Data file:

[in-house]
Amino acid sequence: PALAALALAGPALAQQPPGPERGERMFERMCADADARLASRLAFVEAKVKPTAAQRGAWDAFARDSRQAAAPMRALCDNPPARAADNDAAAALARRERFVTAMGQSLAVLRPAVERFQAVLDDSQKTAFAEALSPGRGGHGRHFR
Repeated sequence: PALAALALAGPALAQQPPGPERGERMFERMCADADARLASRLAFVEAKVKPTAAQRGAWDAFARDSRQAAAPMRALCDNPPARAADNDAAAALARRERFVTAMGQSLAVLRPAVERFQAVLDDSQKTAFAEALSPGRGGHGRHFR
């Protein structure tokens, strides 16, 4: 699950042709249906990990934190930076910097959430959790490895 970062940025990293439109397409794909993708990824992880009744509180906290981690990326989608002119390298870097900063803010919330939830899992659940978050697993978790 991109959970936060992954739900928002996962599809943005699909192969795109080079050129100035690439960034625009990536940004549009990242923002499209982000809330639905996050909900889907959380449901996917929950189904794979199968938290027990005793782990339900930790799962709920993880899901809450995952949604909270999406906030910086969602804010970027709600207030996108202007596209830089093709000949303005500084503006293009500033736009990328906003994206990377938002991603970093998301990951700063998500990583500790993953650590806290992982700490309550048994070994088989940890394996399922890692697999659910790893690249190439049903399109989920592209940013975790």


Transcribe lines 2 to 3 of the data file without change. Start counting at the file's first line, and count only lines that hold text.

Amino acid sequence: PALAALALAGPALAQQPPGPERGERMFERMCADADARLASRLAFVEAKVKPTAAQRGAWDAFARDSRQAAAPMRALCDNPPARAADNDAAAALARRERFVTAMGQSLAVLRPAVERFQAVLDDSQKTAFAEALSPGRGGHGRHFR
Repeated sequence: PALAALALAGPALAQQPPGPERGERMFERMCADADARLASRLAFVEAKVKPTAAQRGAWDAFARDSRQAAAPMRALCDNPPARAADNDAAAALARRERFVTAMGQSLAVLRPAVERFQAVLDDSQKTAFAEALSPGRGGHGRHFR